As if the unforeseen consequences of extravagant attitudes to food weren’t severe enough, excess food waste also causes staggering damage to the environment. The WRAP report revealed that in 2012, greenhouse gas emissions from avoidable waste was equal to roughly 17 million tonnes of CO2. And if we prevented all that waste forming in the first place, it would be equivalent to taking one in four cars off the road. Worldwide, GHG emissions associated with scrapped food are so significant that if they were a country, they’d be the third largest polluter, after China and the USA. There’s enormous environmental incentive for change. The volume of water squandered on growing food destined for the rubbish dump is equivalent to the world’s households’ water needs. The land required to make all the food and drink that is subsequently thrown away by UK households covers an area almost the size of Wales – and as food prices escalate, efficiently utilizing what land we have to maximize crop yields is going to become increasingly crucial. There’s no doubt about it: waste is a waste of space.
That last factoid harrowingly illustrates the convoluted nature of these problems. The buzzwords that define our modern era – overpopulation, agriculture, food security, greenhouse gases, water shortages, and climate change – all are enmeshed in an interconnected web, and a disturbance in one impinges upon the rest, which makes bringing peak waste forward ever so more complicated. And yet the data is unequivocal: the public is to blame, and thus the public is the cure. It is down to society, not just as a collective of individuals but also in tandem with government policy, to engage with the problem of how to reduce their waste output and advance peak waste.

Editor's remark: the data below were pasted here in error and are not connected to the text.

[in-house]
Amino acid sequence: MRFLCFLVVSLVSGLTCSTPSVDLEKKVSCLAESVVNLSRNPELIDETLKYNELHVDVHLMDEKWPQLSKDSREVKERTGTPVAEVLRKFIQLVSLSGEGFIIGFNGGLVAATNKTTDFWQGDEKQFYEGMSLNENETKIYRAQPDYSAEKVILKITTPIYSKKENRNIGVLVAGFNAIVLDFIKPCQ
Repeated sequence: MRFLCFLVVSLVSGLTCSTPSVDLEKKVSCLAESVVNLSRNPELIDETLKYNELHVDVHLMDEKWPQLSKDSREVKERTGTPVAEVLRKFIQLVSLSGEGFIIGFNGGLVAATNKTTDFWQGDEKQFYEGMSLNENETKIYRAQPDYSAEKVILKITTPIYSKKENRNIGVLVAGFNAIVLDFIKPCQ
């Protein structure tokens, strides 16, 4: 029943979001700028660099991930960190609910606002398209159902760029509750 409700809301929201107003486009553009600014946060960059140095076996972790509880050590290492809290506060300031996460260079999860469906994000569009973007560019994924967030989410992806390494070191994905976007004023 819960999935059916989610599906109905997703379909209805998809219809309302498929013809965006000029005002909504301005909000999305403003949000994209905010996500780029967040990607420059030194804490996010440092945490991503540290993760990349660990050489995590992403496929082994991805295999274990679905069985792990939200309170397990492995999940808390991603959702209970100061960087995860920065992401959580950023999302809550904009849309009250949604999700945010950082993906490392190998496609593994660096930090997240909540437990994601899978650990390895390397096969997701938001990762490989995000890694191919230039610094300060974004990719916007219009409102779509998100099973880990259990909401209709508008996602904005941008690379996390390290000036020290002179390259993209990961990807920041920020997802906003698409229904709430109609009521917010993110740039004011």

The paltry actions an individual can take to combat food wastage may sound trivial, but when summed across entire populations, they accumulate, and they’re capable of real change. Awareness is key. If people are taught the ways in which they can minimize waste, such as learning which foods are still good to eat past their supposed “sell-by” date (and for the record, that’s an awful lot of produce – eggs, milk, chocolate, to name a few), then progress can be made. Furthermore, companies need to work alongside the public to engage them in this aim. Earlier this month, pharmaceutical company Janssen, in collaboration with plastics manufacturer Symphony Environmental, has developed a bag with anti-microbial chemicals embedded into the plastic, thus preventing the food inside from going mouldy. Similar technologies in this vein that are conceptually simple and target ubiquitous, everyday problems are ingenious and effective ways of mobilizing the public to reduce waste with minimal extra effort on the part of the consumer.
Critically, this is not an overnight revolution. Change on this grand a scale will always take time – but regrettably, time is not on our hands. We have immense environmental and economic benefits to gain by reducing waste, and the burden is on the individual. It would be madness to toss this issue on the rubbish heap.